Mid-tier companies upbeat but eyeing end of stimulus measures
Each year KPMG Enterprise carries out a pre‑Budget survey of our client base, which ranges from listed companies just outside the ASX200, to private companies, family businesses, and some public sector organisations.
This year of course is like no other with the economy significantly impacted by the COVID‑19 pandemic. Yet despite the challenges, it is encouraging to see a generally upbeat mood among the CEOs, CFOs and directors surveyed in terms of prospects for the next few years.
More than half reported being optimistic for the future, with just 11 percent pessimistic – down from 17 percent in last year’s survey. Perhaps surprisingly only 42 percent said the crisis had had a wholly negative impact on their business, with half that number believing the experience to be positive. Pressure on costs, margins, revenues and falling demand were the main concerns.
A quick return after the crisis
A sizeable proportion (38 percent) believed they could be fully up and running just three months after the crisis ends, and only a minority thought it would take them over a year to recover, or not at all. This is a good sign for the near‑future.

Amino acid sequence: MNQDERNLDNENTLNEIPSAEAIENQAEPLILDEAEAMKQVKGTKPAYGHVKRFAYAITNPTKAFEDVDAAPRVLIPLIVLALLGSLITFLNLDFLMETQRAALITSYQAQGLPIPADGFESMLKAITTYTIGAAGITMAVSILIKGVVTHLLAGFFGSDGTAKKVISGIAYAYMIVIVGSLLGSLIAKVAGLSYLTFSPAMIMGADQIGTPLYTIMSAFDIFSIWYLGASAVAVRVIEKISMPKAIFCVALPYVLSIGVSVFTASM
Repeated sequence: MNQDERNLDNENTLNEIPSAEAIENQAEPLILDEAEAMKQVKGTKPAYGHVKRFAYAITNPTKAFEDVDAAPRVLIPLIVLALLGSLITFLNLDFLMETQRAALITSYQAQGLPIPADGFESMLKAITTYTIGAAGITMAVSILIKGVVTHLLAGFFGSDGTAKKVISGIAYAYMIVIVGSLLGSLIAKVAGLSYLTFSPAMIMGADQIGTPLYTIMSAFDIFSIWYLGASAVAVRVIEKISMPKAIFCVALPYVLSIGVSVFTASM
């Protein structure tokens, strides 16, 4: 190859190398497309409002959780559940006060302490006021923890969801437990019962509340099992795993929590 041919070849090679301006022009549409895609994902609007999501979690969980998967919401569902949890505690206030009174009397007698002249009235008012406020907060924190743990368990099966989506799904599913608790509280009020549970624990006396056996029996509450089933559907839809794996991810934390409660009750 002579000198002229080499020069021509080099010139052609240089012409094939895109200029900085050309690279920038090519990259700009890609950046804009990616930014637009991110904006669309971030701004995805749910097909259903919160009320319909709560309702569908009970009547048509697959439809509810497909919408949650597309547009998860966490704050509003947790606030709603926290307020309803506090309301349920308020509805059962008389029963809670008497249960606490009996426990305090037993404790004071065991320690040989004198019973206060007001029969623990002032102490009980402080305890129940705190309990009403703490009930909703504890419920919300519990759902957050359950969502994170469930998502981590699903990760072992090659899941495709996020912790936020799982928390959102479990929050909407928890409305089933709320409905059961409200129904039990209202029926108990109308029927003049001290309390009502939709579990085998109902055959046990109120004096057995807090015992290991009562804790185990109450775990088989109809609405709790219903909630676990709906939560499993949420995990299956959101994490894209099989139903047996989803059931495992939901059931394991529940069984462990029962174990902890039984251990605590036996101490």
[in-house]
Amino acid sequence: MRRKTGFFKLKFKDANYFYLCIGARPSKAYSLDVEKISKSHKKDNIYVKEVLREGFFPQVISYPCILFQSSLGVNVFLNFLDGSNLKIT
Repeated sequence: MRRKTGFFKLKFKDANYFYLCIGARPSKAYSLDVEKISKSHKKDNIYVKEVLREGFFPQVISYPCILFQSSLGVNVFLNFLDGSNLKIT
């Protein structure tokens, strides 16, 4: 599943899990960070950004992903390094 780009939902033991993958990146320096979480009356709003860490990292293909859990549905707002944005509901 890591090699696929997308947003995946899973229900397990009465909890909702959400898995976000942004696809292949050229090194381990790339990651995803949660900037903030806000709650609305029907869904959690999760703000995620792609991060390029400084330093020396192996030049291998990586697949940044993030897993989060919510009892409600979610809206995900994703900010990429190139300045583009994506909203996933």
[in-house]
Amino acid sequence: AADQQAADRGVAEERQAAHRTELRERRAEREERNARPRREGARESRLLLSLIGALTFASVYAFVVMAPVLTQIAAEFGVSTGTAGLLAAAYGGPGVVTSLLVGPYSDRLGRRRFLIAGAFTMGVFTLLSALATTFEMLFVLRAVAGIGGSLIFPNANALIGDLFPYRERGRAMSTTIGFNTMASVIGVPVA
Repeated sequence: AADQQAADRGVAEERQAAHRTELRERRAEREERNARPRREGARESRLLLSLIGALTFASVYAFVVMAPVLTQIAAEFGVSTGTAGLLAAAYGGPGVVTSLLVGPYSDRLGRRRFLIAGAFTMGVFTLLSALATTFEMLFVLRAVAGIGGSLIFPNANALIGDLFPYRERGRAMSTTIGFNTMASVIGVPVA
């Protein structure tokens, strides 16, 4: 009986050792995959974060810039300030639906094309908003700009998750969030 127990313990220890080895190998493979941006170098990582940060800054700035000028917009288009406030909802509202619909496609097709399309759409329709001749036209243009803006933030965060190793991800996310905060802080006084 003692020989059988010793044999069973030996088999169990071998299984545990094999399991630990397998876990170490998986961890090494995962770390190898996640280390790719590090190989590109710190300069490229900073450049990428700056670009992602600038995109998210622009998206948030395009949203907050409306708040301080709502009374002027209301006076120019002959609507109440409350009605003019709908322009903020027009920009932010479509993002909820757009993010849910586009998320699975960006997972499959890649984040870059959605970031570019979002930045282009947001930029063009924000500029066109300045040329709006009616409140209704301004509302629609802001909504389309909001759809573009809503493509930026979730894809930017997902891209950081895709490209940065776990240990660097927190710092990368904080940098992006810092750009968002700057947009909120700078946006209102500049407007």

It is notable that respondents were more optimistic about their own business than the wider economy – almost two‑thirds were concerned about the prospects for the economy more generally when the government spending taps inevitably get turned down and finally off. A certain degree of innate belief in your own company is necessary for business leaders.
GST vs direct tax
The survey showed that raising GST was far and away the favoured option for repaying the country’s debts, along with productivity measures to ‘grow the pie’. No‑one was in favour of direct taxes, which weigh down businesses. It is a ticklish issue for policymakers but one which may ultimately have to be reconsidered in these unique circumstances.
Confidence in respondents’ own businesses was also reflected in the belief of a large majority that their tax governance procedures were up to the task of dealing with the widely‑anticipated increase in ATO audit and compliance activity, which has eased off considerably in recent months. But with the tax authority’s ‘Next 5000’ program of reviews about to commence, the amount of work needed to be ready in terms of documentation and compliance processes should not be underestimated.
Australia’s mid‑tier business sector is crucial to our national prosperity. This survey shows that even in difficult times they are up for the challenge.